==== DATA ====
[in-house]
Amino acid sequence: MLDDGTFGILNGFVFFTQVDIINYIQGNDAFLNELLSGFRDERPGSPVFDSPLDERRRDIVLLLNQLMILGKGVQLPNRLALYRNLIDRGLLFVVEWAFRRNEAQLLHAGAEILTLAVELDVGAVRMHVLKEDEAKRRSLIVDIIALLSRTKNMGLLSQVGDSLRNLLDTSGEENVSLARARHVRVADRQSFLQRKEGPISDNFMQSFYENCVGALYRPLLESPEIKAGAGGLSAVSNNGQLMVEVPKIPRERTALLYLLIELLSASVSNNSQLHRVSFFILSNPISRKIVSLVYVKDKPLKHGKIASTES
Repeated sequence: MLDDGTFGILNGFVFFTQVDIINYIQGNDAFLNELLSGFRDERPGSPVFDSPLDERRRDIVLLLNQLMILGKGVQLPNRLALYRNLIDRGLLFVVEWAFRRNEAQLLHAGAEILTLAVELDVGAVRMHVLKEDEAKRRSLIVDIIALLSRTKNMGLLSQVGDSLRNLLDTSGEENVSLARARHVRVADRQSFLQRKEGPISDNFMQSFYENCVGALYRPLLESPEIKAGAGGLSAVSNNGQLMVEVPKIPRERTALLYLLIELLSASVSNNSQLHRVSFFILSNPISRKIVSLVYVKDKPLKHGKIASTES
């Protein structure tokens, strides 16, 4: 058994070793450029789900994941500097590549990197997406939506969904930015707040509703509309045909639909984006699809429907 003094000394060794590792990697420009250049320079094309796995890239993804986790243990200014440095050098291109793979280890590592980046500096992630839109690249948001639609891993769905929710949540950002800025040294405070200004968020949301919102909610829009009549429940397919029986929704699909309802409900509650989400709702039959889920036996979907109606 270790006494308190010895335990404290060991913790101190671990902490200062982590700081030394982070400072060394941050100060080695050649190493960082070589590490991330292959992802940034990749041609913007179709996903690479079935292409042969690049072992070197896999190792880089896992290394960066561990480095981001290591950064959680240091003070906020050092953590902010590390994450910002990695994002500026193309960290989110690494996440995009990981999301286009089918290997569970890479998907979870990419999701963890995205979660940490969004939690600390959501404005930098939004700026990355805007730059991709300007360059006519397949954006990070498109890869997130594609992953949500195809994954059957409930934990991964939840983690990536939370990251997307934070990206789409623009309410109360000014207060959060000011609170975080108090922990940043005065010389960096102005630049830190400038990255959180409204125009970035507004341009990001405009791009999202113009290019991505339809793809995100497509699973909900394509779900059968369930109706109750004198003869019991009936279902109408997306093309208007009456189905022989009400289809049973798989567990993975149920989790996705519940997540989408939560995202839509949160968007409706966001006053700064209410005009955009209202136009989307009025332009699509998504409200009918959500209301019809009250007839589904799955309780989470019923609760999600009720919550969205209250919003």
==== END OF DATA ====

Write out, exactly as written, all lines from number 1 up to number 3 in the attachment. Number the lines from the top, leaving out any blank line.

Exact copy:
[in-house]
Amino acid sequence: MLDDGTFGILNGFVFFTQVDIINYIQGNDAFLNELLSGFRDERPGSPVFDSPLDERRRDIVLLLNQLMILGKGVQLPNRLALYRNLIDRGLLFVVEWAFRRNEAQLLHAGAEILTLAVELDVGAVRMHVLKEDEAKRRSLIVDIIALLSRTKNMGLLSQVGDSLRNLLDTSGEENVSLARARHVRVADRQSFLQRKEGPISDNFMQSFYENCVGALYRPLLESPEIKAGAGGLSAVSNNGQLMVEVPKIPRERTALLYLLIELLSASVSNNSQLHRVSFFILSNPISRKIVSLVYVKDKPLKHGKIASTES
Repeated sequence: MLDDGTFGILNGFVFFTQVDIINYIQGNDAFLNELLSGFRDERPGSPVFDSPLDERRRDIVLLLNQLMILGKGVQLPNRLALYRNLIDRGLLFVVEWAFRRNEAQLLHAGAEILTLAVELDVGAVRMHVLKEDEAKRRSLIVDIIALLSRTKNMGLLSQVGDSLRNLLDTSGEENVSLARARHVRVADRQSFLQRKEGPISDNFMQSFYENCVGALYRPLLESPEIKAGAGGLSAVSNNGQLMVEVPKIPRERTALLYLLIELLSASVSNNSQLHRVSFFILSNPISRKIVSLVYVKDKPLKHGKIASTES